A retailer is allowed to lower the net rent (exclusive of heating, lighting and other service costs) by 50 percent on account of its store having to close due to COVID-19. That was the verdict of the Oberlandesgericht (OLG) Dresden – the Higher Regional Court of Dresden – in a ruling from February 24, 2021 (Az.: 5 U 1782/20).

Retailers and other businesses are being hit hard by the lockdown during the ongoing pandemic, with those affected experiencing a drop in income but no such change in terms of costs such as rent. For this reason, Germany’s federal government sought to clarify at the end of 2020 that the mandatory closure of a store due to the coronavirus pandemic may amount to frustration of contract based on an undermining of its commercial basis, and that commercial rents can potentially be lowered. We at the commercial law firm MTR Rechtsanwälte can report that the relevant regulations came into force on December 31, 2020.

It is these revised arrangements that informed the OLG Dresden’s decision. The case in question concerned a retailer that was forced to close its textile shop due to the lockdown measures in place from March 19 to April 19 of 2020. The company refused to pay its commercial rent for the month of April, reasoning that the rented property was defective because of the compulsory closure of the store. The retailer submitted, in the alternative, that a transfer of use was impossible, also arguing for a reduction in rent due to frustration of contract based on an undermining of its commercial basis.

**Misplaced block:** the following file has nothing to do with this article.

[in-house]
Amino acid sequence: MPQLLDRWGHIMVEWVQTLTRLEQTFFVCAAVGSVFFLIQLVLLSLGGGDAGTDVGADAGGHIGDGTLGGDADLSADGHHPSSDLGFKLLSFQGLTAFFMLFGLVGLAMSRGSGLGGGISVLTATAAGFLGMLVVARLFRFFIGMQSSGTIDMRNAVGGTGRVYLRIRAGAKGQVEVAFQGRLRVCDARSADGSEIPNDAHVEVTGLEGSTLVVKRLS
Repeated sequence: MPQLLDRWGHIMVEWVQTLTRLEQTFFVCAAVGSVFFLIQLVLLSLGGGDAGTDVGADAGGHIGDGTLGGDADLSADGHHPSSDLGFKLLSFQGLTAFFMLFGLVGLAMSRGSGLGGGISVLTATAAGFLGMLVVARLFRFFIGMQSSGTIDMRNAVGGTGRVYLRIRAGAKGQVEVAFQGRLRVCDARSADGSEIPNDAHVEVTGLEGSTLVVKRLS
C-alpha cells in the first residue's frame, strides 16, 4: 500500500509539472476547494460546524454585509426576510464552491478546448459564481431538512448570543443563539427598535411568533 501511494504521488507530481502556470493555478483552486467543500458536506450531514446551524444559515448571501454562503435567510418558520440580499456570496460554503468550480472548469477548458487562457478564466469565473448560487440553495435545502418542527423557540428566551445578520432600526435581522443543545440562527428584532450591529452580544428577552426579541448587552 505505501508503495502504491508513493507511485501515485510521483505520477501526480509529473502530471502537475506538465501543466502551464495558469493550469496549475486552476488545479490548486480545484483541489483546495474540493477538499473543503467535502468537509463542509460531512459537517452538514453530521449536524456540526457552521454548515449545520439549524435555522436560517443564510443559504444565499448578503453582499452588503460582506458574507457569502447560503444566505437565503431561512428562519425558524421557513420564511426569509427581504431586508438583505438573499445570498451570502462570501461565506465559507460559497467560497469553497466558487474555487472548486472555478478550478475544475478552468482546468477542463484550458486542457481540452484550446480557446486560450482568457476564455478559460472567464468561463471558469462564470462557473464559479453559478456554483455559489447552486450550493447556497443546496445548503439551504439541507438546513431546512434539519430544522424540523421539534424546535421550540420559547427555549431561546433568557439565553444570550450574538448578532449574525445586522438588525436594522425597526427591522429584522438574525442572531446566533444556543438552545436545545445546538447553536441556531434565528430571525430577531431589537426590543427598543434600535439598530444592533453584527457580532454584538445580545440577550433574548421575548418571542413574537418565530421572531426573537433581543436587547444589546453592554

The regional court did not follow this line of reasoning, ruling instead that the retailer was required to pay the entirety of the outstanding rent. The OLG Dresden, on the other hand, came to a different conclusion after hearing the case on appeal, partially overturning the lower court’s judgment. It held that the government-mandated closure of the store in response to the coronavirus pandemic had resulted in a frustration of contract within the meaning of section 313(1) of the German Civil Code (Bürgerliches Gesetzbuch, BGB). Accordingly, the rent was due an adjustment and could be lowered.

The OLG considered a 50 percent reduction in the net rent for the duration of the closure to be justified. Since neither party was responsible for – nor could they have foreseen – the frustration of the contract’s commercial basis, the court deemed it fair and proportionate for both parties to bear an equal share of the burden.

While the bargaining position of commercial tenants has improved thanks to the regulations introduced by Germany’s federal government, whether and to what extent commercial rents can be lowered in response to a compulsory closure depends on the facts and circumstances of a given case. Experienced attorneys can provide counsel on legal issues relating to the coronavirus pandemic.


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